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12 23Wed12022015


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Back Local News GTA protests GDOE’s 2-year-old WAN contract with PDS

GTA protests GDOE’s 2-year-old WAN contract with PDS

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GTA TeleGuam is challenging the Guam Department of Education’s two-year-old contract with Pacific Data Systems for Wide Area Network (WAN) services, a protest that the contracting carrier said came way too late.

In a protest filed Friday, GTA urged the education department to cancel its 2011 contract with Pacific Data Systems for failure to deliver the WAN capacity specified in the bidding.

At the same time, GTA questioned the education department’s decision to allow Pacific Data Systems to provide “temporary service” despite the non-availability of E-rate funding during the service period.

PDS President John Day said a possible cancellation of the existing contract would result in Internet disconnections at all public schools.

GTA and Pacific Data Systems have been exchanging protests and counter-protests over biddings for several government projects, including the suspended master contract for a wholesale package of telecommunication services for all GovGuam agencies.

‘Untimely protest’

Describing GTA’s action as “sour grapes ranting,” Day said the protest “is untimely and clearly outside of the 14-day timeline required by Guam Procurement Law.”

GTA said the contract award was dated March 23, 2011. PDS said the contract was awarded in May 2011.

“Their protest includes no new facts to justify this protest. Aside from the fact that the protest is untimely, the allegations contained within the protest are untrue and do not represent the actual facts of the matter,” Day said.

GTA’s attorney Serge Quenga said the protest was on information provided by the department on Aug. 16 this year in response to the company’s Sunshine Act request.

“DOE Procurement Regulation 9.2.3 and 5 Guam Code Annotated, Section 5425(a) enables a bidder to protest a contract that has already been in place,” GTA Executive Vice President Dan Tydingco said in an email to Variety.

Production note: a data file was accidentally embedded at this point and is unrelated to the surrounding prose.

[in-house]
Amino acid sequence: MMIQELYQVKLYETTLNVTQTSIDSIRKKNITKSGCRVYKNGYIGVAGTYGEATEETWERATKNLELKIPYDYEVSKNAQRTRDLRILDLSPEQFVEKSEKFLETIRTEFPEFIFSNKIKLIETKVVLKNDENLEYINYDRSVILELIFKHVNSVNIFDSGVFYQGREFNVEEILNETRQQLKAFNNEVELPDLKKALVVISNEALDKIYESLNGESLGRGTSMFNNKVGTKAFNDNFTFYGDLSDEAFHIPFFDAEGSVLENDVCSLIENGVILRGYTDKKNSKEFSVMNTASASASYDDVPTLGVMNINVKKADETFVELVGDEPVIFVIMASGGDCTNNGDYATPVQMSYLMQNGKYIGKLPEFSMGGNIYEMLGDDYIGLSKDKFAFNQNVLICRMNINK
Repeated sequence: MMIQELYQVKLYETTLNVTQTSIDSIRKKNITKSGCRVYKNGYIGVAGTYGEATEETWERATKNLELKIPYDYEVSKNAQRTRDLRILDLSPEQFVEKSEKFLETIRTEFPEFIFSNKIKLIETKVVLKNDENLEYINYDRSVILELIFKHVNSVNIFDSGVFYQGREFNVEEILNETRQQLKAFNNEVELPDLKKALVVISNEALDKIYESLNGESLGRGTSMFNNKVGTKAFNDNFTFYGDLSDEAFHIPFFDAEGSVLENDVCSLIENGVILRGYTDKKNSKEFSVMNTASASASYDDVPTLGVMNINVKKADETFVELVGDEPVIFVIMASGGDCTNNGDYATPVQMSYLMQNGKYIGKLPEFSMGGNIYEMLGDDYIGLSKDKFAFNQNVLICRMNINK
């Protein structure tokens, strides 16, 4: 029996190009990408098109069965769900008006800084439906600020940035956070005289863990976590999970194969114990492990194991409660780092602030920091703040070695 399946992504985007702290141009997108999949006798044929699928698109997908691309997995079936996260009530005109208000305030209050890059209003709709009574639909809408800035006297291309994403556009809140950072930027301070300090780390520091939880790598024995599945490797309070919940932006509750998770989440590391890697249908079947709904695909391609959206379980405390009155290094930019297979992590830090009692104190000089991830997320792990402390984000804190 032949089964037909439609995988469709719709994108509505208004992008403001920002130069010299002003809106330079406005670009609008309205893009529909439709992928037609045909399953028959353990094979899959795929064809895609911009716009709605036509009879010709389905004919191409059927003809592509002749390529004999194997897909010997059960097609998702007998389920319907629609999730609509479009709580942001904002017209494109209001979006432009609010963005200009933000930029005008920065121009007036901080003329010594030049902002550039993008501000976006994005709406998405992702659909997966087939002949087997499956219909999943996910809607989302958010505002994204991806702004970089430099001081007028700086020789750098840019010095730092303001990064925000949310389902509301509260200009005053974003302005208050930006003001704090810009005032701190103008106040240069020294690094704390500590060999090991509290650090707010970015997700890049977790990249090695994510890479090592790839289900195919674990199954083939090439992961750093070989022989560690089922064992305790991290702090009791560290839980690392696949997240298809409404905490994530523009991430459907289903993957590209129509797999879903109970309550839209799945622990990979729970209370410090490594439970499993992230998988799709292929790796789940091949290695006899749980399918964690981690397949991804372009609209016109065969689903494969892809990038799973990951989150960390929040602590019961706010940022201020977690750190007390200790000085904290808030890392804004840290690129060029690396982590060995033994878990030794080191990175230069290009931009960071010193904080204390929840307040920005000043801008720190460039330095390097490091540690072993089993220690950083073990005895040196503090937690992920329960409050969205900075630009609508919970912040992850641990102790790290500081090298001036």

He said GTA just recently discovered, through the Sunshine Act requests, that the department reneged on its own obligations and violated its own bid specifications.

According the protest, the bid required capacities of 5, 10, 20, 50, 100 and 1,000 megabits per second for the education department’s WAN.

“From July 1, 2011, the date when the service was to have been rendered, to the present, students, teachers and taxpayers have not received what was called for in the bid,” Tydingco said.

“Instead of availing of the E-rate federal funding to subsidize this service, DOE has fully absorbed costs with local taxpayer funds for a service which has been disallowed by the federal authorities. In short, they awarded a bid to a provider who has overpromised and underperformed,” he added.

Day, however, disputed GTA’s claims, saying PDS is providing 1-gigabyte WAN services to all of the public schools as specified in the procurement.

“These services, and the previous lower capacity services provided by PDS, are fully compliant with the GDOE procurement and qualify for all applicable E-rate reimbursements,” the PDS president said.

No E-rate funding

The department has engaged PDS’ temporary service as “a temporary solution” when it found that the carrier was unable to provide the WAN capacity sought in the bidding, GTA alleged.

It also alleged the department failed to notify PDS of non-availability of E-rate funding for temporary service until May 2012, a year after the contract went into effect.

“The contract and its annual continuation shall be contingent upon annual approvals by the Schools and Libraries Division of the Universal Service Administrative Company, funding by the U.S. Congress and the availability of matching funds by the GDOE,” GTA stated in its protest.

And even after education official David Cruz informed PDS a year later that “the cost for the temporary service is not eligible,” the department continued the contract, GTA said.

Costly delay

“GTA has taken to using the procurement protest and appeals process in an attempt to delay, block, or overturn procurement awards to PDS,” Day said.

“As the incumbent provider of many of these services, GTA benefits from delays in the implementation of these awards, while the government of Guam and taxpayers are harmed due to the fact that they continue to have to pay GTA higher costs for needed telecom services,” he added.

Day said the costs of delay, amounting to $1 million a year in lost savings, are significantly higher than the cost of the new services awarded to PDS.

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